On 06/01/2021, 20:27:38, optimista said:

Spider! Spider! Spider! Go!!!

That great orange contraption sounds like a VIESSMANN... German reliability. Loved ours.

The kind man on the ground floor sounds like he has a mental issue. Wonder if you could pursue that avenue if all else fails... cease & desist letter from a lawyer? (Hope you have Rechtschutz.)

 

It is indeed a Viessmann ... went downstairs to the dungeon it lives in to have a look. Yes, the bloke (not unlike a sort of German Trump if you want something to compare him to) and his poor cowering missus on the ground floor (I'm sure he probably bullies her) guards it fiercely. Every time he turns it off, I turn it back on again. And so we go on., Clearly, though, some sort of remedy must be found. Thanks for your suggestions.

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On 09/01/2021, 17:20:56, Space Cowboy said:

 

The building I lived in in Bingen is one of those crappy late 50s/early 60s buildings with no insulation and windows/doors that leak like mad (although not enough to prevent mold).  No such thing as residual heat in that place.  If the heat was off, the temperature would drop to an uncomfortable level within less than an hour.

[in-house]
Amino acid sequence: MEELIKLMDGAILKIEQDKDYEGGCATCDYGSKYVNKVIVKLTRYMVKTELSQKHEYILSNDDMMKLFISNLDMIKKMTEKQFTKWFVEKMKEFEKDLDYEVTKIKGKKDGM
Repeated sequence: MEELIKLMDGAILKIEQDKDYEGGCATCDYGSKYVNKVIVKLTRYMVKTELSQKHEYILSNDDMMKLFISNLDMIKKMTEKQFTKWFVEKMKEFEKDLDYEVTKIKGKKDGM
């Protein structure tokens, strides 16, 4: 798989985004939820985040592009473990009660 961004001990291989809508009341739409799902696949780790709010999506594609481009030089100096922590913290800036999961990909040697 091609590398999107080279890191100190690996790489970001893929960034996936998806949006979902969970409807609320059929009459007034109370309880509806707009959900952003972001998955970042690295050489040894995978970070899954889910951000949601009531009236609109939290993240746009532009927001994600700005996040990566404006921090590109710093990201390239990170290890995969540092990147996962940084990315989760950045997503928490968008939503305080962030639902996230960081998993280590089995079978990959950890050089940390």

That's the situation we have here - cobbled-together ersatz 1960s built-to-let small apartment house with just four flats in it, and although it's not on the river, as you would have been in Bingen, for some unaccountable reason it does get cold very fast. We have the dachsgeschoss flat, with a huge wooden attic, and so it's a furnace in the summer and a fridge in winter, as all the area of the attic acts on the apartment and the temperature there is basically what we have in the flat too, with or without heating. It was intolerably hot - basically almost unlivably so - during the hitzewelle we had last September at the end of the summer. 

 

The considered wisdom on here leans towards the Mieterverein, so we will probably do that and just maintain the status quo until then. But it's so damn unpleasant - he really is a pig of a man.

 

Thanks for your contribution. Good to have heard from you.

 

On 09/01/2021, 17:20:56, Space Cowboy said:

On 07/01/2021, 12:19:49, alderhill said:

The central boilers for smaller apartment blocks (or larger, or whatever) are usually on by default. If it's gas or oil, he is presumably turning off the pilot light and thus minimum temp of the boiler, or keeping it off entirely at certain times. Most modern ones have timers to keep it efficient during low use times anyway, perhaps he's adjusted that